judicial jurisdiction, international cases, Supreme Court of Canada, Canadian law, international law, jurisprudence, burden of proof
While the shortcomings of the common law rules of private international law were being reformed by statute in England, Canadian law, left to judicial development, remained mired in nineteenth-century thinking. A much overdue reassessment was finally undertaken by the Supreme Court earlier this decade. In Morguard Investments Ltd. v. De Savoye and Hunt v. T & N plc the Court recast the common law rules on jurisdiction and the enforcement of foreign judgments to conform with its perception of the "new world order" and Canadian federal structure. It then proceeded to endow these rules with constitutional authority. Although the Court's emerging restatements of private international law have generated a growing body of analysis, little attention has been paid to date to the Court's review of the law on forum non conveniens in Amchem Products v. BCWCB, buried as it was in a case dealing with the more dramatic topic of anti-suit injunctions. The forum non conveniens aspect of the case is, however, of greater importance if we are to judge by the burgeoning lower court jurisprudence on that issue alone.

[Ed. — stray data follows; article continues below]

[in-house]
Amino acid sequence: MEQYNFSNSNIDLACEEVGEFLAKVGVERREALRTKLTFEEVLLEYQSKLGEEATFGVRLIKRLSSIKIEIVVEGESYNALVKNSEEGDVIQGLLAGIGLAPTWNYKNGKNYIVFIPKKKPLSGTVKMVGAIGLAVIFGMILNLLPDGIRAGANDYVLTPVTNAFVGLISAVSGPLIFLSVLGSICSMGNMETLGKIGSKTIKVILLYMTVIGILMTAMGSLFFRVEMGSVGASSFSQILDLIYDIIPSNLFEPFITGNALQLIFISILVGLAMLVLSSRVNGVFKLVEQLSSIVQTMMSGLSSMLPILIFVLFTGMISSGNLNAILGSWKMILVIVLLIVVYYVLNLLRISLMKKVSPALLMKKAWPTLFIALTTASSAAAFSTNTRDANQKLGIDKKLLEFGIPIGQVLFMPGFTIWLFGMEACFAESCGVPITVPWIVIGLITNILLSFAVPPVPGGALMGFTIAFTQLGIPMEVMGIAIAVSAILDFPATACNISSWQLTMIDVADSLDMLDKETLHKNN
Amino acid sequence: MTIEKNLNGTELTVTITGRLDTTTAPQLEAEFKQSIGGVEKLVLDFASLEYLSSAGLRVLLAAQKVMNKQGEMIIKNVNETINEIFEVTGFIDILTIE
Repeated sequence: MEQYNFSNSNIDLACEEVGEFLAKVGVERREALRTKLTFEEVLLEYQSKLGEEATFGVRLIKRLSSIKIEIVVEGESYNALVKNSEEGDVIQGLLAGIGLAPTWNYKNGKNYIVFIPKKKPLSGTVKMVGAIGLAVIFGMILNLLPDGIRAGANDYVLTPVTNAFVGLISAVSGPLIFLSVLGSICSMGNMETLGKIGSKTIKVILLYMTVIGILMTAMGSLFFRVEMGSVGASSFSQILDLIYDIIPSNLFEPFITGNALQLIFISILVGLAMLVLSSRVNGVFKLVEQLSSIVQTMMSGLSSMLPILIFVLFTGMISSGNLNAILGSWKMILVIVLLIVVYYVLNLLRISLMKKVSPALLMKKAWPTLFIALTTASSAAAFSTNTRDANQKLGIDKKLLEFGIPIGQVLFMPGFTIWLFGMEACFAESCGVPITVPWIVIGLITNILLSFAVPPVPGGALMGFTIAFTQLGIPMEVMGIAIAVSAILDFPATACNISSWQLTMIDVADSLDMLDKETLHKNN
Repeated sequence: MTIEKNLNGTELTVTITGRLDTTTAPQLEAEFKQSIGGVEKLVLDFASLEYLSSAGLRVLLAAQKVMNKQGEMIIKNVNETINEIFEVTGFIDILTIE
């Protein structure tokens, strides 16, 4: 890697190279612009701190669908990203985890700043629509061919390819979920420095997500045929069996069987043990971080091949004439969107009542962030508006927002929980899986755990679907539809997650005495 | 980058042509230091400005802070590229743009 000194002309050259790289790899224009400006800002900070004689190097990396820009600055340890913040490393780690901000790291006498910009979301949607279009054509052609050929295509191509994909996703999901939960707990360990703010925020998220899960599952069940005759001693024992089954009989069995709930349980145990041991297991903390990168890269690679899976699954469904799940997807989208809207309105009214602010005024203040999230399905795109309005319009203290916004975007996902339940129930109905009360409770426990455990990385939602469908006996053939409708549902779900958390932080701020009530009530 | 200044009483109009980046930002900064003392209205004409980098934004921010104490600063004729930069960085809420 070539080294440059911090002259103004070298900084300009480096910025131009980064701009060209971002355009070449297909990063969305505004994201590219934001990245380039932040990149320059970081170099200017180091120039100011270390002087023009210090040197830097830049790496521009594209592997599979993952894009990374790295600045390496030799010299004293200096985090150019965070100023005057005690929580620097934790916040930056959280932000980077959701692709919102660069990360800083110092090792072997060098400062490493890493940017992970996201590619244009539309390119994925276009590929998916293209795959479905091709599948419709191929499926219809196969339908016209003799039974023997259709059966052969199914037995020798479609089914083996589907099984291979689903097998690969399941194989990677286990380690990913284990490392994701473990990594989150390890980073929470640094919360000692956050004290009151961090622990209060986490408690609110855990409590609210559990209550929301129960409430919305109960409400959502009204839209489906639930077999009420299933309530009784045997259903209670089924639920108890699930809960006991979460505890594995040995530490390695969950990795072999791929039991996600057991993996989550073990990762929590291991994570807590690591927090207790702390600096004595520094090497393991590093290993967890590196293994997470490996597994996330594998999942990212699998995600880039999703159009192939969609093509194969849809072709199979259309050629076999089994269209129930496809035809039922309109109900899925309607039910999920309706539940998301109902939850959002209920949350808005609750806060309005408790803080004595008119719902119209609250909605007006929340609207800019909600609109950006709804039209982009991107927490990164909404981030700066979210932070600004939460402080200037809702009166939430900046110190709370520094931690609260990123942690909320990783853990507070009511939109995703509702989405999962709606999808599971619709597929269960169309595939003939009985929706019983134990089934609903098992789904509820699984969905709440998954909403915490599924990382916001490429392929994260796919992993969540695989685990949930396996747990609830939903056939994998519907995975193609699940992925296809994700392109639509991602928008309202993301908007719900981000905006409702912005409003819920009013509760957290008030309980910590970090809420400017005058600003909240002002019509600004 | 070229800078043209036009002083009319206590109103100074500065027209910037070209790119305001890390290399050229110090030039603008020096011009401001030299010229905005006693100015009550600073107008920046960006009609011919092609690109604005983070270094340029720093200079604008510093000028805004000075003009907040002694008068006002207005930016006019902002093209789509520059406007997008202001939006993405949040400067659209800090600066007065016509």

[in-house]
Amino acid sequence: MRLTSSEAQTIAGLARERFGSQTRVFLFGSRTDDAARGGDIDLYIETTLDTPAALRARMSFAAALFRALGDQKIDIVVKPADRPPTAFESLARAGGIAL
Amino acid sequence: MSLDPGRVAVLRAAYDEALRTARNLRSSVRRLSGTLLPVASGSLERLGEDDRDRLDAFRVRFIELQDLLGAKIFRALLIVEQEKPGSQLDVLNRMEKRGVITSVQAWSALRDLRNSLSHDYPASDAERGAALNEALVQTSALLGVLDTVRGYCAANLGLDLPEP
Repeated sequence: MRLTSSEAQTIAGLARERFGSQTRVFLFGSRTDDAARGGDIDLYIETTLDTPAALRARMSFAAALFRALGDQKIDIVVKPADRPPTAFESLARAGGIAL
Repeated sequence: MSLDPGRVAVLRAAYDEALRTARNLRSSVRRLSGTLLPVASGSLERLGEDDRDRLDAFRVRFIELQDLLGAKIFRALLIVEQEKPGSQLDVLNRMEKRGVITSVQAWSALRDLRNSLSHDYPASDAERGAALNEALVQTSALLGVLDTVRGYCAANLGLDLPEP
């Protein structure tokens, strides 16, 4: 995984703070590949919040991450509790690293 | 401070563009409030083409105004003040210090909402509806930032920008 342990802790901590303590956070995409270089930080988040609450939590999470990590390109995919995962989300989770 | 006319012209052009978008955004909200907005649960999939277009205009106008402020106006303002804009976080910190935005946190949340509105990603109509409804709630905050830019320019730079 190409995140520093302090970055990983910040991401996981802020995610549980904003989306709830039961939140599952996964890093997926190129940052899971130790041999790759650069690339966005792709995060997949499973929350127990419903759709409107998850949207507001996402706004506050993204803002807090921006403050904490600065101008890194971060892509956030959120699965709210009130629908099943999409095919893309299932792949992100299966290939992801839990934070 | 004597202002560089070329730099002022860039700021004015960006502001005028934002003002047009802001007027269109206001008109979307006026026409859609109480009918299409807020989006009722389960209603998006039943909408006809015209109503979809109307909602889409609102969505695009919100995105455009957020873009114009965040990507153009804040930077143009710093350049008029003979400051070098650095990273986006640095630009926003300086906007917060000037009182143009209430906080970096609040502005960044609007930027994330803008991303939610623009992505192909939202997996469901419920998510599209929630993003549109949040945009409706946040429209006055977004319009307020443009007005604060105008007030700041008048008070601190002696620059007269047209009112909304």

Geneviève Saumier, "Judicial Jurisdiction in International Cases: The Supreme Court's Unfinished Business" (1995) 18:2 Dal LJ 447.